Posts Tagged ‘pinot noir’

Final Napa/Sonoma wrap up

August 21, 2009 Leave a comment

So I’ve been asked to give a quick wrap up of our trip by a couple of friends and since both Matt and I have been straight forward about what wineries we were visiting…..I’ll be much more honest then I probably should be politically speaking.

We’re excited to partner with(yes in alphabetical order): Alpha Omega, Audelssa, Copain and K Vitners(from Washington state). We also have a couple of wineries from the Central Coast that we like and should work with as well. To be honest, from a wine sourcing standpoint we’re in excellent shape, at least for our September and October shipments.

After meeting with Cornerstone Cellars as well as Elizabeth Spencer I don’t anticipate moving forward at this time with either of them.

So what’s next on the Uncorked Ventures agenda? We’re constantly working on SEO stuff because we do believe that long term that is going to be a key to our business. Matt and I are also more activly engaging our personal networks to see what they’d like to see from our wine clubs. One thing that has come up repeatedly is a corporate gift either on an ongoing monthly basis or a one time gift for either a birthday or holiday.

Those conversations will lead to another section of our website(Gifts) which we plan to have completed by Tuesday of next week. You’ll also see some changes in format to the About Us page, the Other Media page as well as at least 3 new articles added to the Education section around that same time period.

Lastly we’re continuing to work toward sourcing new and exciting wineries. We have a few that we’re looking forward to speaking to on our next visit to Napa and Sonoma.

Specifically I think we may be a little Cabernet Sauvignon heavy right now, so a great Zinfandel producer would be nice…..of course I also love more Pinot Noir.


California White Wine-Chardonnay

August 3, 2009 Leave a comment

One of the things I’ve learned already in this adventure of starting a wine club is that many people have tons of questions about grapes and different varietals of wine. In an effort to help educate people and answer some of these basic questions I’ve put together a few basics about some popular wines.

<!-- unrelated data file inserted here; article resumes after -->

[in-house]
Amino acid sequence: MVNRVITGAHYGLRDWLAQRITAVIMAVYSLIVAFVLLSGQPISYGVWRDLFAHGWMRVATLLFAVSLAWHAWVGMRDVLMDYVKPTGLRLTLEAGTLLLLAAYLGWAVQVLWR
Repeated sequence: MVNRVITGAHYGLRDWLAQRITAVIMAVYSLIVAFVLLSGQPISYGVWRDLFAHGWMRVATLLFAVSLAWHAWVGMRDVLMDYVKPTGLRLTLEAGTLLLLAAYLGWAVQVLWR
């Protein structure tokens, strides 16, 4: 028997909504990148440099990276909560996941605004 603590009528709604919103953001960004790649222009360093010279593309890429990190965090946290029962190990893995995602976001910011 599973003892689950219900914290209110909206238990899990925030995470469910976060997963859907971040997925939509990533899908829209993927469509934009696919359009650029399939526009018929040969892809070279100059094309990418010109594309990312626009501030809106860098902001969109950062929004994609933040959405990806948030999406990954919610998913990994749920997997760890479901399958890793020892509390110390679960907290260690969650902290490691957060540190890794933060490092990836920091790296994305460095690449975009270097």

California Chardonnay

The undisputed queen of the California White Wines, Chardonnay is a popular choice for many reasons.

Tasting Notes:

People generally describe Chardonnay as a crisp clean white wine. You’ll find small fig, citrus, tropical fruit or apple flavors in most bottles. More recently Chardonnay has started to be aged in oak barrels which gives the resulting wine a much deeper oak flavor which can be the strongest of all the flavors in the wine. One common thread with Chardonnay from all over the world, the balance of sugar and acid is outstanding and makes it an entirely drinkable wine for wine lovers and novices alike.

What Grape is It?

Genetic studies show that the grape is actually a cross between the Pinot Noir and Gouais Blanc grapes. California Chardonnay is typically grown in cool valleys because the fruit ripens so quickly that producers need to slow the process down in order to keep the alcohol content to a reasonable level.

History of the wine in California:

Although first planted in the 1800’s the grape was nearly forgotten during prohibition when farmers and wine makers were forced to take Chardonnay fields out and replace them with grapes with thicker skins so transport and concealment would be easier. A few patches in more rugged terrain survived, especially in the Santa Cruz mountains and the grape started a full scale comeback in the 1970’s. It is now the stable of the California white wine industry and the most popular white wine in the world.


Important Notes:

Chardonnay is generally thought of as one of the easiest wines to create. In fact many observers of the wine industry feel that any average winemaker can create an outstanding Chardonnay given the growing conditions within California’s cool valleys.

Pricing Structure:

Chardonnay under $8 or so per bottle will have some significant issues.

$8-$20 Typically good balance and complexity, but lacking in oak flavoring.

$20-$40 Great Chardonnays in this price range

$40+ Unless your palate and nose for wine is exceptional, you most likely will not be able to tell the difference between a $20 bottle scored at 92 points and a $80 bottle scored at 94 points by the major wine critics in the world.

To Sum It Up:

We don’t plan to offer Chardonnay through either of our initial two Uncorked Ventures wine clubs. Frankly you can find many good bottles of Chardonnay at lower price points that are readily available.

Vintage Guide

2007 92 D/H
2006 88 D
2005 94 D/H
2004 91 D
2003 90 D
2002 95 D
2001 96 D
2000 88 D
1999 89 D
1998 85 D
1997 93 D
1996 90 D
1995 91 D
1994 94 D
1993 90 D
1992 92 D
1991 94 D
1990 90 D

95-100 Spectacular. Most producers made very good wines at all levels
90-94 Excellent. The best wines should be great. Consistency throughout the vintage.
85-89 Very Good. The best producers made top wines. Inconsistent thru the lower levels.
80-86 Good. Many producers made good wines with some inconsistency at the bottom.
75-79 Middling. Choose your producers carefully. Only the best may have made a top wine.
70-74 Below Average. Tough vintage to make good wines.
Under 70 A Poor vintage. Spend your money very carefully.

D/H=Drink or Hold

I hope this has helped you make an informed decision when buying a bottle of Chardonnay. Just remember, vintage is important with wine.